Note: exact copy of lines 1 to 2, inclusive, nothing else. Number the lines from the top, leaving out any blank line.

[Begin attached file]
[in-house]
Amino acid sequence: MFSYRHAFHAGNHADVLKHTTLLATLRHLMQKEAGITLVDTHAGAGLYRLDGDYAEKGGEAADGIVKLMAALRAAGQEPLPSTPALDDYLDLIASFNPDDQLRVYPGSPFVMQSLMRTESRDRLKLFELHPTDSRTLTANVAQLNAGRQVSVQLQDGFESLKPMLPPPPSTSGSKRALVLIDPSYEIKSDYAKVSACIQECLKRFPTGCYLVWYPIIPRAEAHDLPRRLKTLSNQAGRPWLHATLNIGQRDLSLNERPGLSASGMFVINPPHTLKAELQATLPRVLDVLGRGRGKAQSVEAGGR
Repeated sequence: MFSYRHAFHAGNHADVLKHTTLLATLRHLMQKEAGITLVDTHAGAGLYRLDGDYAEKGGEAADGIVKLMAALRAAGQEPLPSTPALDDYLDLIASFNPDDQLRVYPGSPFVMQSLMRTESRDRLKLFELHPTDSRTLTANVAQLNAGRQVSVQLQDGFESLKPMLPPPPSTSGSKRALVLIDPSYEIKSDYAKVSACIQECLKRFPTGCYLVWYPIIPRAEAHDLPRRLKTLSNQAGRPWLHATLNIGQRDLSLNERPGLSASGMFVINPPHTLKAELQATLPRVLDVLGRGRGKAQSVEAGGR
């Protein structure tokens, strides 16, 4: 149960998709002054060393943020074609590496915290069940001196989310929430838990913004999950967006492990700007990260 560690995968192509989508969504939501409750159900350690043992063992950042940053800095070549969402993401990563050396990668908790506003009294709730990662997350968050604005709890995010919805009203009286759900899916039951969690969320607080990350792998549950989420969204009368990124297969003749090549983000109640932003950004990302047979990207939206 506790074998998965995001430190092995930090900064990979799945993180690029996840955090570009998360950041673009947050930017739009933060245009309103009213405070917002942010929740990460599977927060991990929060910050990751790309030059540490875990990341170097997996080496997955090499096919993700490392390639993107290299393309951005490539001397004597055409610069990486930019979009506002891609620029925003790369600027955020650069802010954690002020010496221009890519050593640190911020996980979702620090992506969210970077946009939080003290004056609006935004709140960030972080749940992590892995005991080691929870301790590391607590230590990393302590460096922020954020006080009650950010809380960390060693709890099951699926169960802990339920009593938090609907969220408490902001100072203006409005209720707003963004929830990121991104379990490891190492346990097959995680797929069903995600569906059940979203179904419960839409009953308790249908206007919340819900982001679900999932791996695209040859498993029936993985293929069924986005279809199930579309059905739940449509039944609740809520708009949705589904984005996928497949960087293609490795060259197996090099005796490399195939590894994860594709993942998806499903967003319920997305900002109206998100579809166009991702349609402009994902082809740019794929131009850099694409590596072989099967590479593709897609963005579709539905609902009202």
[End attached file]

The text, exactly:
[in-house]
Amino acid sequence: MFSYRHAFHAGNHADVLKHTTLLATLRHLMQKEAGITLVDTHAGAGLYRLDGDYAEKGGEAADGIVKLMAALRAAGQEPLPSTPALDDYLDLIASFNPDDQLRVYPGSPFVMQSLMRTESRDRLKLFELHPTDSRTLTANVAQLNAGRQVSVQLQDGFESLKPMLPPPPSTSGSKRALVLIDPSYEIKSDYAKVSACIQECLKRFPTGCYLVWYPIIPRAEAHDLPRRLKTLSNQAGRPWLHATLNIGQRDLSLNERPGLSASGMFVINPPHTLKAELQATLPRVLDVLGRGRGKAQSVEAGGR